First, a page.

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'Sorry I'm Late, I Didn't Want To Come': How Introverts Can Triumph Over Social Anxiety []


Alexa Lee, Pacific Standard, May 30, 2019.

Jessica Pan was sitting alone in a sauna, fully clothed, when she realized that depression and loneliness had been destabilizing her entire life. With only a day left in her gym's weight-loss competition, she had stepped into the sauna in a last-ditch effort to shed some water weight and thereby end her year-long streak of "[feeling] like a loser." After stewing in the heat and yelling at a spa assistant, Pan realized in a panic that her desperation to clinch this minor fitness victory was fast unraveling her mental state.

"I had completely lost perspective," she writes in her memoir, Sorry I'm Late, I Didn't Want to Come: One Introvert's Year of Saying Yes. "I had managed to wedge myself into a hole, through fear, insecurity, and stagnation."

Pan's moment of crisis in the sauna was perhaps the most dramatic point of her depression, but she says her anxieties date much further back. A freelance journalist in her thirties who had recently moved to London before the events described in the book, Pan tells me that discontent had begun to pervade her quiet, and increasingly isolated, life.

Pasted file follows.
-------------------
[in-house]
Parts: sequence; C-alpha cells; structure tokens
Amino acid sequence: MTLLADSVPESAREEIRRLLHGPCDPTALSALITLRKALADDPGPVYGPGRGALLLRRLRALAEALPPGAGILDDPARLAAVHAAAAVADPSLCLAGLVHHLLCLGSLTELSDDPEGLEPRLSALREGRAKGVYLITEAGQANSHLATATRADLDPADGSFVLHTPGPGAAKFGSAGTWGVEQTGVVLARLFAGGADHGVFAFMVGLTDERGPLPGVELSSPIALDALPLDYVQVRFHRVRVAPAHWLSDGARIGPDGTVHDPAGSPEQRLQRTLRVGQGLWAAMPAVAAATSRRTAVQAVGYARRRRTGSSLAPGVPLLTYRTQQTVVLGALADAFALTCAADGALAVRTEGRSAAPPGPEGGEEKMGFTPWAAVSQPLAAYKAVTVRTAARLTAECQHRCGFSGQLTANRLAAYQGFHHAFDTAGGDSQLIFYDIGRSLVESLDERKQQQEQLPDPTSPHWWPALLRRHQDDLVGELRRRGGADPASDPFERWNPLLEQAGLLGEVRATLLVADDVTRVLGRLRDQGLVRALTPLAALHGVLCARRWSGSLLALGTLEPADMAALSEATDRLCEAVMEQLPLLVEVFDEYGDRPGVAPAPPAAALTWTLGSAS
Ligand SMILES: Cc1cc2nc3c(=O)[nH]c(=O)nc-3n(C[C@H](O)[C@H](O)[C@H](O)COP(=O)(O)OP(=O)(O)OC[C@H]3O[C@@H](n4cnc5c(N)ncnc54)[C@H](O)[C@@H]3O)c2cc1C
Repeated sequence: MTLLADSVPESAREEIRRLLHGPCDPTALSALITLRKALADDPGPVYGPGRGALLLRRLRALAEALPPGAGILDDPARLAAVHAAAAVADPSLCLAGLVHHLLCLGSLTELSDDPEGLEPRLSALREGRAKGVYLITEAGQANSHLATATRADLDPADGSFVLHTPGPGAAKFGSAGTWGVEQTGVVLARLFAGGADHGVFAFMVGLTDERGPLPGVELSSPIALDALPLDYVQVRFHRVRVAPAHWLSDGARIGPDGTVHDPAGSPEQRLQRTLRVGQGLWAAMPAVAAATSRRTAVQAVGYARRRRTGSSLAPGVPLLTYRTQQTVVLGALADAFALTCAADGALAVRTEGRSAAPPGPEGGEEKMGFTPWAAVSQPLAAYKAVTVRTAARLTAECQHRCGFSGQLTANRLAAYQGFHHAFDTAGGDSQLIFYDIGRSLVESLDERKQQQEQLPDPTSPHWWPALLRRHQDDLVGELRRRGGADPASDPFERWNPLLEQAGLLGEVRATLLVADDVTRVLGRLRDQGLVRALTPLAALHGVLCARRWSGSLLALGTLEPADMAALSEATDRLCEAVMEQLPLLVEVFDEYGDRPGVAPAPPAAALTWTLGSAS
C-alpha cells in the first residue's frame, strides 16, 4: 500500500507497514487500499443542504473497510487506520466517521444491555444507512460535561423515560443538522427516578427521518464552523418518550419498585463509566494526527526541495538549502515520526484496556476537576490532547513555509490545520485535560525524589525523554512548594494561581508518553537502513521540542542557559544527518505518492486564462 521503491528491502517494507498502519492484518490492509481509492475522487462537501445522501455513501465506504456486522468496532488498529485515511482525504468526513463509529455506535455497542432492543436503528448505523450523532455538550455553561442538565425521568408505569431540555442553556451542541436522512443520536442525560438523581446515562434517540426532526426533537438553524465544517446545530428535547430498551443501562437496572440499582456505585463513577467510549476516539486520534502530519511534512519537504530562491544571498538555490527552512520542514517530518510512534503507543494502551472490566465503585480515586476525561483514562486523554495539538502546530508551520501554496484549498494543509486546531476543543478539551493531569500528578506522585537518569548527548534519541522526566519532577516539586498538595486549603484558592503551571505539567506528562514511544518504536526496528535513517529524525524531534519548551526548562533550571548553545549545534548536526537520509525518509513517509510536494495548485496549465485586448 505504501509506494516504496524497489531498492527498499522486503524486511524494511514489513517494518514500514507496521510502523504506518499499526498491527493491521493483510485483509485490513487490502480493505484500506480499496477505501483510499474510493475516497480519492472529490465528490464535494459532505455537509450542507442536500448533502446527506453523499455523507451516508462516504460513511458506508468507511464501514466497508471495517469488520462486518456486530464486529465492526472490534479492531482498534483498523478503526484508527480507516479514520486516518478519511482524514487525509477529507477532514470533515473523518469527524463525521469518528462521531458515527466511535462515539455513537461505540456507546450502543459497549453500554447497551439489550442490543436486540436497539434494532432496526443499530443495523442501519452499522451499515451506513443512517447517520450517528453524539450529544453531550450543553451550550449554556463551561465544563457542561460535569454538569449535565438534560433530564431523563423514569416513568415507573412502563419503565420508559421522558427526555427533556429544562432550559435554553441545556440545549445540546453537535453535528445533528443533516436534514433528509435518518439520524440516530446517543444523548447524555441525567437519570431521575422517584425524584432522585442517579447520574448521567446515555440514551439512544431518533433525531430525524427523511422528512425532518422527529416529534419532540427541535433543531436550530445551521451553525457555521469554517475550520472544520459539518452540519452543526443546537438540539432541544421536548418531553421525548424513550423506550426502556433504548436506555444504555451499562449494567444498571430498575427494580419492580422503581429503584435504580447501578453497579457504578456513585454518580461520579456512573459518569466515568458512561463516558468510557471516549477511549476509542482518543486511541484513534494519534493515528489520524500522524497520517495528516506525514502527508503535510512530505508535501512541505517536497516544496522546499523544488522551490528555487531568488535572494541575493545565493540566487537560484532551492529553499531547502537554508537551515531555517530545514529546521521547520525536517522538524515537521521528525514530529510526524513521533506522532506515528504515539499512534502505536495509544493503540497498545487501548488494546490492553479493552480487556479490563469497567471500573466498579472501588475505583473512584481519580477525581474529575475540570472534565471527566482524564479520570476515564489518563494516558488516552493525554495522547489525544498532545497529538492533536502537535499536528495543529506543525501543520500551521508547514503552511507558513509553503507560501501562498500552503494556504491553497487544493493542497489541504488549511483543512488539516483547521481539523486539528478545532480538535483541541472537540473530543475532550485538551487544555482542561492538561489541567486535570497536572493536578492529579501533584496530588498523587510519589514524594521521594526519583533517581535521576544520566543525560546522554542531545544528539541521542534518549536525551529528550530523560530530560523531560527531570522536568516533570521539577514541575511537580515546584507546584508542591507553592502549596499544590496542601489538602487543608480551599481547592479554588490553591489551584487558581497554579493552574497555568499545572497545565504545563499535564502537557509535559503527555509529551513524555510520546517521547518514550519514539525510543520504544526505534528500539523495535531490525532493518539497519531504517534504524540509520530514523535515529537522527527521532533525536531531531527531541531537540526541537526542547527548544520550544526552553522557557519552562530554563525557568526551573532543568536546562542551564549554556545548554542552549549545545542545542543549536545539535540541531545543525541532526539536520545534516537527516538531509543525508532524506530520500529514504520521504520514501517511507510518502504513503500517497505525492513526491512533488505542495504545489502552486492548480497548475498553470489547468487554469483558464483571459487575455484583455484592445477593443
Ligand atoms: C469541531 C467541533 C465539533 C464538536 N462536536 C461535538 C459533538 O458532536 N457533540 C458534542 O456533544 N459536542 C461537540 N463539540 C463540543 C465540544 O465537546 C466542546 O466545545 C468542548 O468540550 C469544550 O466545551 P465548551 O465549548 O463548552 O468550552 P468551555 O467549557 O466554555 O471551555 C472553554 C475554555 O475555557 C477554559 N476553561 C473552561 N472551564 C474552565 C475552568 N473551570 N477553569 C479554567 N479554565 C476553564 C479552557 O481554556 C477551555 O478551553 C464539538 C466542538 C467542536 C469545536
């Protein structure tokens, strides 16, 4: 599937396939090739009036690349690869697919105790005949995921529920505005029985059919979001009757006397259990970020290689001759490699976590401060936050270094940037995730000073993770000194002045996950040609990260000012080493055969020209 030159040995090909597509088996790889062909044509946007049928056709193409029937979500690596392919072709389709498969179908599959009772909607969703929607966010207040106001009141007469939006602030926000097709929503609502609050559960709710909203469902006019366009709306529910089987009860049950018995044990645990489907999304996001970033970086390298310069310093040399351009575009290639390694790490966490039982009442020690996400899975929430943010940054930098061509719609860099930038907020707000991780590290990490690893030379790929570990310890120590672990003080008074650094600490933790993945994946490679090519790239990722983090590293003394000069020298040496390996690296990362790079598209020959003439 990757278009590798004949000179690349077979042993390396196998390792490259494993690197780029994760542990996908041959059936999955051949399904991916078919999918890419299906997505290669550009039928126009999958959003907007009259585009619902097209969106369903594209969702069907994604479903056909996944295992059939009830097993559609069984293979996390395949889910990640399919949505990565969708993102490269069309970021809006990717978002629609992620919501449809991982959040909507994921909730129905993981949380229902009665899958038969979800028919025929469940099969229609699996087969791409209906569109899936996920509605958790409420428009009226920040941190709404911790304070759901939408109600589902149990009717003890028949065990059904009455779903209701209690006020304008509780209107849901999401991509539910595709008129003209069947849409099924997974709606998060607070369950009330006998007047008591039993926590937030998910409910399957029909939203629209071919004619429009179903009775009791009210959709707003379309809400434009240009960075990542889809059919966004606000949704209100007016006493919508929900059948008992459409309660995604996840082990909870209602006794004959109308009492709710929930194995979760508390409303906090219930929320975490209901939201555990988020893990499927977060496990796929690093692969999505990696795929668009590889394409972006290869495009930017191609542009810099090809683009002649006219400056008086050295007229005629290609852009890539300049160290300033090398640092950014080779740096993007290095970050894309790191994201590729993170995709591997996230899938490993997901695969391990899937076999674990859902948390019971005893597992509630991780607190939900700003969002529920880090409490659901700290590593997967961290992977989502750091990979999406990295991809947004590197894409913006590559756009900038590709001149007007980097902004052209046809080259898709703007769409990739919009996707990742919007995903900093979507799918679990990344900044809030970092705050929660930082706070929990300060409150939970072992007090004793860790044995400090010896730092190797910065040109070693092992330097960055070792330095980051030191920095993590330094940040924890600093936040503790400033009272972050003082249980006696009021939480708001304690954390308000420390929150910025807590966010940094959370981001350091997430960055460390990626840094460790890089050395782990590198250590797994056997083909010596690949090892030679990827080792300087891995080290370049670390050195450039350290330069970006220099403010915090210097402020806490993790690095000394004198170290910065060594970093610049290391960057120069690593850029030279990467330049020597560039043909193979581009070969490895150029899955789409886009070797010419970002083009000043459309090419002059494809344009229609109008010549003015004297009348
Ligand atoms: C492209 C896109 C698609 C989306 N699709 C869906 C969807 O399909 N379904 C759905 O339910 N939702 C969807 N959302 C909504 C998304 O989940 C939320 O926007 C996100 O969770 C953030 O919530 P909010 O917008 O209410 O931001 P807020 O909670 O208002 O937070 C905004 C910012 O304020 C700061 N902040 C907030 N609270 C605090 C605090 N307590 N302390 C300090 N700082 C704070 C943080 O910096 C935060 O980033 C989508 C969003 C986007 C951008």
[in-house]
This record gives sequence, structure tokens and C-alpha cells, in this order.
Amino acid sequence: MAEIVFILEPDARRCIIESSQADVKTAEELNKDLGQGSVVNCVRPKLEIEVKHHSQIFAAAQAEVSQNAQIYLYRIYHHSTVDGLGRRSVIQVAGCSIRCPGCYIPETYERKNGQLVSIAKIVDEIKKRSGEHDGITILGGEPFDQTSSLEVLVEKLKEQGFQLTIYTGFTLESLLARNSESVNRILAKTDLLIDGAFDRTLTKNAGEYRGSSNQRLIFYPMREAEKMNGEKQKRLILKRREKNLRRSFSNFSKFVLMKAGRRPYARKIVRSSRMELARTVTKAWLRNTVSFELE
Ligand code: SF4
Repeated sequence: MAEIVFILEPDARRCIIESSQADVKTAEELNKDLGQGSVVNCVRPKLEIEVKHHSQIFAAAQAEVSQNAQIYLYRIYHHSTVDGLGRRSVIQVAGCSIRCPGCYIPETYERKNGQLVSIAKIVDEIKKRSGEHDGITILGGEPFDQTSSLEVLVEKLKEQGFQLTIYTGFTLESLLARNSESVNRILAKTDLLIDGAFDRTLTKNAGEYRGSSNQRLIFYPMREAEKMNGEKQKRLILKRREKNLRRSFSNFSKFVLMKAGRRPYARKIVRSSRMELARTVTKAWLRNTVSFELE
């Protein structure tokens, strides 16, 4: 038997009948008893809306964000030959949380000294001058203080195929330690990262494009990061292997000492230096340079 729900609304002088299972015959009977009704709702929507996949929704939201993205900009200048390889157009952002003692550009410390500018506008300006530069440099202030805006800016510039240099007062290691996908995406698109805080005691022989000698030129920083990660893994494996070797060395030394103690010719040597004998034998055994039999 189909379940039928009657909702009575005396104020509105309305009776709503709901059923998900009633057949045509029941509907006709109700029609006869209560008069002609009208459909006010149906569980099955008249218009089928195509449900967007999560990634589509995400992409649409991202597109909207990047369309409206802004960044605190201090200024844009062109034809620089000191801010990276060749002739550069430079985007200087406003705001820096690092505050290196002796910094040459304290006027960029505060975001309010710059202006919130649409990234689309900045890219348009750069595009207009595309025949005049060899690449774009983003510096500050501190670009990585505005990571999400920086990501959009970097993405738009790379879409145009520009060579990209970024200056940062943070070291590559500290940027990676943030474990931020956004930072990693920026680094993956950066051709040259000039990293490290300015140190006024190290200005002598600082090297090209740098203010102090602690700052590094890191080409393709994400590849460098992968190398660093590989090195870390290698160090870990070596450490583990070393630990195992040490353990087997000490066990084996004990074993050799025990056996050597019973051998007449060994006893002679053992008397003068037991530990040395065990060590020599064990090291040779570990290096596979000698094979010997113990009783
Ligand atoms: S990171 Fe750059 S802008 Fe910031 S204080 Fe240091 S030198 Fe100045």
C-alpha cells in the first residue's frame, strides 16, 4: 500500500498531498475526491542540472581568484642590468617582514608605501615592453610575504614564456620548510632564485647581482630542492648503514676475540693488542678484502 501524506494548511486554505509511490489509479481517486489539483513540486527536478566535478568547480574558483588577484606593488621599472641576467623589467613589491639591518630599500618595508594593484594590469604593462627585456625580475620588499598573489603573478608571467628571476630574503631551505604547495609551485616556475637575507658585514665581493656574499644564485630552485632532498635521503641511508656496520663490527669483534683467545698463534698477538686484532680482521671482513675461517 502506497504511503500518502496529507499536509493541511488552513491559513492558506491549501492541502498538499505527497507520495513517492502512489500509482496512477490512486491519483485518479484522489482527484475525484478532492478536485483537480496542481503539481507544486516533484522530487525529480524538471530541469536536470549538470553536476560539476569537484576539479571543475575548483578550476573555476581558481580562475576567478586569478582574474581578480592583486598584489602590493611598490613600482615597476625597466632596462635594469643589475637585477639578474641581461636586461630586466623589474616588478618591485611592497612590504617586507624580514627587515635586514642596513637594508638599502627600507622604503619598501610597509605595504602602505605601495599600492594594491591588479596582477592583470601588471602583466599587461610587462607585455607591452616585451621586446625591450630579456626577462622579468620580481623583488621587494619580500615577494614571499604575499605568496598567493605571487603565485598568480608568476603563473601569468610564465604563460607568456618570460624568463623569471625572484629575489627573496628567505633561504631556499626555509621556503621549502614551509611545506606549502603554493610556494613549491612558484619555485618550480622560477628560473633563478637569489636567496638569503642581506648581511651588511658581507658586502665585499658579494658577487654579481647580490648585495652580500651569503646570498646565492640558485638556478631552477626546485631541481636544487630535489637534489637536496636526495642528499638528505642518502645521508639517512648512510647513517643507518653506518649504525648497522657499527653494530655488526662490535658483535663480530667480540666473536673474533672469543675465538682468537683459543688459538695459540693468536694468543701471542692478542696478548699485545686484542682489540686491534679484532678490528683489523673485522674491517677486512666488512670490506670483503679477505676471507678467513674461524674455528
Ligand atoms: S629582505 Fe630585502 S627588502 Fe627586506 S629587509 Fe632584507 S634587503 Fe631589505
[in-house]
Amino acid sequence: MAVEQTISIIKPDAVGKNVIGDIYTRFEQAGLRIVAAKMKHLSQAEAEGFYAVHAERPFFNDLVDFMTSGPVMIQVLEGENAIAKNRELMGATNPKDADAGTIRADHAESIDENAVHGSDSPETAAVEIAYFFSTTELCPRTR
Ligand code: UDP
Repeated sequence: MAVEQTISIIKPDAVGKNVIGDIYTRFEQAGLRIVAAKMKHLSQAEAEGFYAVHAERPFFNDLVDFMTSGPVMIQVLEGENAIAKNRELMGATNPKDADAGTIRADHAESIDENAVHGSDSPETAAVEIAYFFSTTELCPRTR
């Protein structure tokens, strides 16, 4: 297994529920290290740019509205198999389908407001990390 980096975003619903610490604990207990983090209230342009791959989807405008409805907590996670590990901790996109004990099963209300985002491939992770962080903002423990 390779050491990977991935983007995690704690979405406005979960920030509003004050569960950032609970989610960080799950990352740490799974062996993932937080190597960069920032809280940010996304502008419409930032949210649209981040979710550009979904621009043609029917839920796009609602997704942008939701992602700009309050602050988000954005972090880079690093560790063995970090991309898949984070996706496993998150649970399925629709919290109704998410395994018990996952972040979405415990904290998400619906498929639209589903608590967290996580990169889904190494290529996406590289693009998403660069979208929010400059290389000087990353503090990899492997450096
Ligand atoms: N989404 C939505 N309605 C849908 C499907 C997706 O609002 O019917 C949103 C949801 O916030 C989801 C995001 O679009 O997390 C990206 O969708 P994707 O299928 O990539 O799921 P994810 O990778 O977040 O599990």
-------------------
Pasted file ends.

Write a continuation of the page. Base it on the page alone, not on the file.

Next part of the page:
"I was 32, which is typically the age when we start losing our friends. I was in this big city that wasn't that friendly. All my friends were having babies or they moved away. And it just kind of hit me: 'Oh my God, I'm lonely.'"

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Lets not conflate introversion with trauma or anxiety.  Introversion has to do with drawing energy from solitude, quiet, puttering, nature.  Extroverts draw energy from big crowds, activity, interacting with others, and things like that.  

Scared or anxious people withdraw from others but that is not to say everyone who withdraws is anxious.  Some may be artistic, creative and happy.

I agree with Laura Haynes' comment. Introverts value connectedness, but may prefer gathering in quite, more intimate settings, or deeper conversation rather than small talk. Social anxiety disorder or other anxiety issues are unrelated to the introversion/extraversion spectrum,  which is natural in humans, but often misunderstood. 

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